First, this kind of prayer has a clear temporal structure. It follows the “Tradition of the Church [and] proposes to the faithful certain rhythms of praying intended to nourish continual prayer” (CCC 2698). The rhythm idea is important to the forming of a habit. For me, it means not turning my phone off night mode until I pray in the morning (check out iBreviary for an app, or just go to the Divine Office website, if you don’t have the book copies) and praying Evening Prayer just before my sleep time alarm tells me to shut my phone down. You might try this, or you might start with Night Prayer, because it’s shorter, or Daytime Prayer, because you can do it at lunch. What is important is beginning to practice turning to God just for a moment in your day, making that time consistent, in order to establish a routine.The second reason I am a fan of the Divine Office is that it is liturgical—the prayer of the People of God. Through it, all of us, laity, religious, and priests, offer a sacrifice of praise through the word of God, centered around the Eucharistic sacrifice of the Word of God. By praying in union with the Body of Christ through an offering of the words God gives us in Sacred Scripture, we are orienting our prayer towards the practice of the Church’s offering the Word to the Father in the Sacrifice of the Mass. We are praying not alone, but in union with the whole of the Church. If the Eucharist is the heart of our spiritual life, the Divine Office isn’t unlike the blood that is constantly returning to and coming forth from that central organ to enliven the Body.
Moreover, this prayer isn’t just teaching us to live a Eucharistically-focused life; it incorporates aspects of practice in vocal prayer and meditative prayer—it is teaching us how to pray. Vocal prayer is profoundly human: our
need to involve the senses in interior prayer corresponds to a requirement of our human nature. We are body and spirit, and we experience the need to translate our feelings externally. (CCC 2702)
The Divine Liturgy helps to teach us how to pray on our own at other times by giving us the words to pray aloud during our participation in this prayer. I’ve noticed that it’s easier for me to pray with spontaneous vocal prayer when I have the habit of praying I learned through the Office that day. It also teaches meditation by continually drawing us back towards the Word we encounter through the words of Sacred Scripture. The Divine Office gives us content through which we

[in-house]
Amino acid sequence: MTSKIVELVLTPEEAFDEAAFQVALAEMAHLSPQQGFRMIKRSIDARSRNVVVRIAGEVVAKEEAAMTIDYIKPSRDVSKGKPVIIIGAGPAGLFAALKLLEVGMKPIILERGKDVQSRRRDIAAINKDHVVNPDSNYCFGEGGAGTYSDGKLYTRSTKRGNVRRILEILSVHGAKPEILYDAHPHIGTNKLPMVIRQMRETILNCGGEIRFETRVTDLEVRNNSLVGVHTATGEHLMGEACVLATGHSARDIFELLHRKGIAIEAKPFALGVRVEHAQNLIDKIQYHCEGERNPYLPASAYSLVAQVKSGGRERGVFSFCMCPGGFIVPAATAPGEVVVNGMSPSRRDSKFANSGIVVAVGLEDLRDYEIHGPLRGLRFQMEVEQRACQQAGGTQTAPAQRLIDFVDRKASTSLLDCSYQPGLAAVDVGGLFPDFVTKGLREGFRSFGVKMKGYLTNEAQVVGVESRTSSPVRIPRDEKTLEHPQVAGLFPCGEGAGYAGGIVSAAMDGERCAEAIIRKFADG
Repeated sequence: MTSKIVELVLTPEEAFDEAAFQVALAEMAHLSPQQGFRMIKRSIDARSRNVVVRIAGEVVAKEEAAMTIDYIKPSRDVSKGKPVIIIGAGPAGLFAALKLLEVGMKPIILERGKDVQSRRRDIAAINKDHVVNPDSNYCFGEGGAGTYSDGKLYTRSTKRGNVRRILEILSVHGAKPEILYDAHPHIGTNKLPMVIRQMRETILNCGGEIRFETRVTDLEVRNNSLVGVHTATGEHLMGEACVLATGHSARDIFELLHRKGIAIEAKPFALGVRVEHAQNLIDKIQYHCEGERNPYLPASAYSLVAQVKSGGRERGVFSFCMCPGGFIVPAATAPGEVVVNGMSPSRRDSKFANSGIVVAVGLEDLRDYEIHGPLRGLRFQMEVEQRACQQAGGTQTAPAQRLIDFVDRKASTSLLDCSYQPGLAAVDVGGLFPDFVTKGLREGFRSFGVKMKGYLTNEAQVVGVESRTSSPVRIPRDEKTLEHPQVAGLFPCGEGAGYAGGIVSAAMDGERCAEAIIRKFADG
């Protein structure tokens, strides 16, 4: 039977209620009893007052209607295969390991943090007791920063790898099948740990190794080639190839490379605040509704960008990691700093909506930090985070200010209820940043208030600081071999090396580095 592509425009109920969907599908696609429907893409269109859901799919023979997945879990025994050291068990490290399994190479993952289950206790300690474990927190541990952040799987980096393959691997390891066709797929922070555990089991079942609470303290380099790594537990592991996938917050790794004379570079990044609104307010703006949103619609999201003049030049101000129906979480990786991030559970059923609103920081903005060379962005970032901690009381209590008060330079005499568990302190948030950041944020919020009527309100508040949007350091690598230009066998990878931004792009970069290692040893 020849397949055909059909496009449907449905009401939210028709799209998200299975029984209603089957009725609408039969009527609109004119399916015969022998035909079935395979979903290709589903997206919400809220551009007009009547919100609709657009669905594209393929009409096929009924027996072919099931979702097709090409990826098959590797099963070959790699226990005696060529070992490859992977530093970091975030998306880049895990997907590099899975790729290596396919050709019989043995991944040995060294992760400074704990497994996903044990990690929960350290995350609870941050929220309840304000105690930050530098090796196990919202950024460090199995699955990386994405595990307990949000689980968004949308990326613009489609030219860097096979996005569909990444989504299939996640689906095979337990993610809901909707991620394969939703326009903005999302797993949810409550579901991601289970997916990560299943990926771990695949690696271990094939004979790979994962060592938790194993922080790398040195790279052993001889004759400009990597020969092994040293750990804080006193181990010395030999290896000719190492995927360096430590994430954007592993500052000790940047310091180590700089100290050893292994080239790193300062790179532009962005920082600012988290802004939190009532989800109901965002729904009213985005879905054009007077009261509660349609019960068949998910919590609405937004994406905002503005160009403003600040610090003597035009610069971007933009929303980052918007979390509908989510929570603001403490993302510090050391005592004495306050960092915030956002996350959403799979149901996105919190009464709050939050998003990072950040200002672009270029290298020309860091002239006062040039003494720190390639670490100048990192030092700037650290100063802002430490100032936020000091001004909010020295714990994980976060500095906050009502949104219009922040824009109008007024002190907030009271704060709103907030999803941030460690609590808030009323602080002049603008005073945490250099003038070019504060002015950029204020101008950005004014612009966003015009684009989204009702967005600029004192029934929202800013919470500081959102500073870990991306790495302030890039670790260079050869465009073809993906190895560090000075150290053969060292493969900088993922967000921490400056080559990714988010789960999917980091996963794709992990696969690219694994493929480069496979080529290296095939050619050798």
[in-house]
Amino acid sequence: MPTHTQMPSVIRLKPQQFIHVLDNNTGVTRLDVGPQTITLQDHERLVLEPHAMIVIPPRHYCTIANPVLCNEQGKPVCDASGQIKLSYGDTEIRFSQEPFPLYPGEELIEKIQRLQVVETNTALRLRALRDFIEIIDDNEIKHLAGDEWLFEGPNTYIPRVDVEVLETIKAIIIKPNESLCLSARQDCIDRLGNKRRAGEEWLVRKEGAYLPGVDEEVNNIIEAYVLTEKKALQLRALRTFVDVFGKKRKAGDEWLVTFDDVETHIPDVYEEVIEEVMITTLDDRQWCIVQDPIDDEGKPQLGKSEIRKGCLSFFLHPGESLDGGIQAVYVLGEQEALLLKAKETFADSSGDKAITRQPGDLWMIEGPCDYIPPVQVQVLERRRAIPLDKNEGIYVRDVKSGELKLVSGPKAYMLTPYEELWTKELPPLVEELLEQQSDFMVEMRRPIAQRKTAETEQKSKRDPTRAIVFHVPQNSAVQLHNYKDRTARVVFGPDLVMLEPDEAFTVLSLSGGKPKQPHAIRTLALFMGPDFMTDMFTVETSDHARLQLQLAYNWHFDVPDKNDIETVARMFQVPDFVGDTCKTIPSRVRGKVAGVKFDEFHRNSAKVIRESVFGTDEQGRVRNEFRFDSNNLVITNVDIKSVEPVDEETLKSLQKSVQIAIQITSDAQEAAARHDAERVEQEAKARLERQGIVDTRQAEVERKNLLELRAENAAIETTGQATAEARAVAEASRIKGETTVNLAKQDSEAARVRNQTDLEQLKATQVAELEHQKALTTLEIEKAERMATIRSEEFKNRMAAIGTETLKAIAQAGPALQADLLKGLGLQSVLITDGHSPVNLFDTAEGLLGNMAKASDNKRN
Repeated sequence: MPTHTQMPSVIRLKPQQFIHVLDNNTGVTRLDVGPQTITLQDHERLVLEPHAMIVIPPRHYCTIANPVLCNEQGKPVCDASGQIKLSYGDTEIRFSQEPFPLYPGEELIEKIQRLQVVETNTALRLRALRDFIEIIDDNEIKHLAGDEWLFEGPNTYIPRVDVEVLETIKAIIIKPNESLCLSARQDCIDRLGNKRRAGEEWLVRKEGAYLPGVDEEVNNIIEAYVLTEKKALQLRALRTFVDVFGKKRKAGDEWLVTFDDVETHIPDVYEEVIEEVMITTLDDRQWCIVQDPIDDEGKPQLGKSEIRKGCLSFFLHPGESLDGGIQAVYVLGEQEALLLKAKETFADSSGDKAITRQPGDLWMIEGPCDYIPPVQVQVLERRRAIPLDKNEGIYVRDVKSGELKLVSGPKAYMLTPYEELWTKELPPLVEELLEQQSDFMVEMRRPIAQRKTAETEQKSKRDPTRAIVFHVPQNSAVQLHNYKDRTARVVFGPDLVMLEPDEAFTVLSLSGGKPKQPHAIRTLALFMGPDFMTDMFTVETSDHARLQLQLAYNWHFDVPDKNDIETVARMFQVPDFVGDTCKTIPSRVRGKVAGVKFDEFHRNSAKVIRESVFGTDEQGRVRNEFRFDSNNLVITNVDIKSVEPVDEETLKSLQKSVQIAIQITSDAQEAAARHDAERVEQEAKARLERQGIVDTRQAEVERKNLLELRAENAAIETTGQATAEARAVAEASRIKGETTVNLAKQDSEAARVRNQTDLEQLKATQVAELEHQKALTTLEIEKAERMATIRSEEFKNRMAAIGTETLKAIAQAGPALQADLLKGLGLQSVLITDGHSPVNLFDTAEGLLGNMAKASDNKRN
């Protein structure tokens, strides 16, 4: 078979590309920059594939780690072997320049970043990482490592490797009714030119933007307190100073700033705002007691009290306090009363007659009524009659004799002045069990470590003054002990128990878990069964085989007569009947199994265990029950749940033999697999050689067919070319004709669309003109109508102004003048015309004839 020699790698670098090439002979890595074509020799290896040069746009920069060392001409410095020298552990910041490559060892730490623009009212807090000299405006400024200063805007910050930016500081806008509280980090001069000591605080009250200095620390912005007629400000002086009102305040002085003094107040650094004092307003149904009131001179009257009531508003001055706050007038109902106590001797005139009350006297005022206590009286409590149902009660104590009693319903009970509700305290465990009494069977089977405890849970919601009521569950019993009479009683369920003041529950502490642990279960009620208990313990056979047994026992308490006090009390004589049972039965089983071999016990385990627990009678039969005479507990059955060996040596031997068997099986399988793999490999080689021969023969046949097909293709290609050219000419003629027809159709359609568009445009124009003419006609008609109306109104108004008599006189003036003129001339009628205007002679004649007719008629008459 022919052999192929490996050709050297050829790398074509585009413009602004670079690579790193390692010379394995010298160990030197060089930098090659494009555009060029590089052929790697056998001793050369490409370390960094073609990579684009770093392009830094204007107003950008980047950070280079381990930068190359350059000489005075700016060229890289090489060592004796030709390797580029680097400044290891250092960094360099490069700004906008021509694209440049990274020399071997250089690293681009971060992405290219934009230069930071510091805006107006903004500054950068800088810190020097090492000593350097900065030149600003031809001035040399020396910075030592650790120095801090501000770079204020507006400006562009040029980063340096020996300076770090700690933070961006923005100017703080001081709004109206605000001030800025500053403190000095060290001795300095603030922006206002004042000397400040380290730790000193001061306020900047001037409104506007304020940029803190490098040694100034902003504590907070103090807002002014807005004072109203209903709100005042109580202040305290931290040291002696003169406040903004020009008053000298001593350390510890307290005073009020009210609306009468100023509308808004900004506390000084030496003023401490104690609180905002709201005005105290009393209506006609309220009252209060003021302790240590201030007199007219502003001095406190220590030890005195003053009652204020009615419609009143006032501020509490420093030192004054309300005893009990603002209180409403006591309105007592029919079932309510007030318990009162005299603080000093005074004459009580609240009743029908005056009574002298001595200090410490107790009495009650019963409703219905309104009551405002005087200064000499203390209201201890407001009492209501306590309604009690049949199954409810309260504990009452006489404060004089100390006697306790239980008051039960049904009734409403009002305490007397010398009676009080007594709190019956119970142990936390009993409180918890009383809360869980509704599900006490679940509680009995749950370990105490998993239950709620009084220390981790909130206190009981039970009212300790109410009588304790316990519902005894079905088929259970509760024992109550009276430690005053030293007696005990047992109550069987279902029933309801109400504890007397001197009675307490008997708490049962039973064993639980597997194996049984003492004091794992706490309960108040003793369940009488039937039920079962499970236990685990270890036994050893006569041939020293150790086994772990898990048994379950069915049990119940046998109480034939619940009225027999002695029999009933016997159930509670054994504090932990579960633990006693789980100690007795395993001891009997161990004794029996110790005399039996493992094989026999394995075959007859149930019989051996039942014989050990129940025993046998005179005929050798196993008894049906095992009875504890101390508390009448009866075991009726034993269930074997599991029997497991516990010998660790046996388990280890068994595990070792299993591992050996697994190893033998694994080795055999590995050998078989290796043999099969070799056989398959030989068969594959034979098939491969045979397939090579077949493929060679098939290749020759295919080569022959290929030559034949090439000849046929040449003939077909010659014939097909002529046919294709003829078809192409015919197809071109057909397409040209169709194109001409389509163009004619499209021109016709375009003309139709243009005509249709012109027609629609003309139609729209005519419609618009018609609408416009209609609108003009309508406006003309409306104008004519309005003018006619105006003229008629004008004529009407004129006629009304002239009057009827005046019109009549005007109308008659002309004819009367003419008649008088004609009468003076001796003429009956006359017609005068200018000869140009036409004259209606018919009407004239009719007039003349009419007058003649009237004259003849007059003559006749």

deepen our convictions of faith, prompt the conversion of our heart, and strengthen our will to follow Christ. (CCC 2708).
The Divine Office is pretty incredible because it helps us move beyond the “I have no idea how to pray” stage. Slowly and steadily through this prayer, the Holy Spirit begins to guide us to deeper intimacy and union with Christ in our private, personal prayers.
Is my prayer life perfect? Hardly. If it was, I’d likely be in Heaven already, since ultimately the fullness of intimacy and union with Christ is beatitude. However, I have found that it is a lot better than mumbling some thank yous as I drift off to sleep. I can also tell you that the more frequently I turn to God during the day, the more frequently I remember to turn to God during the day. This frequent turning to God is pretty key to my practice of the whole “choose good/avoid evil” part of becoming a saint. Moreover, when I’m exhausted, this helps me to know what to pray, even when I feel less than up to creativity in prayer. Praying the Office tells me what to pray and more or less when to pray it, and it’s super helpful in the most practical of ways.
So if, like I have, you struggle to incorporate prayer into your daily life, I cannot encourage you enough to begin with praying the Divine Office. After all, weary as we all might be from the whole of living, I figure if it is eternal rest to dwell in the presence of God, well, in this life we participate in that rest through our prayers. So making the time to rest in God’s presence through prayer when it is so easy to be hectic isn’t a better way of clearing our schedule—it’s precisely how we find ourselves able to rest in Him.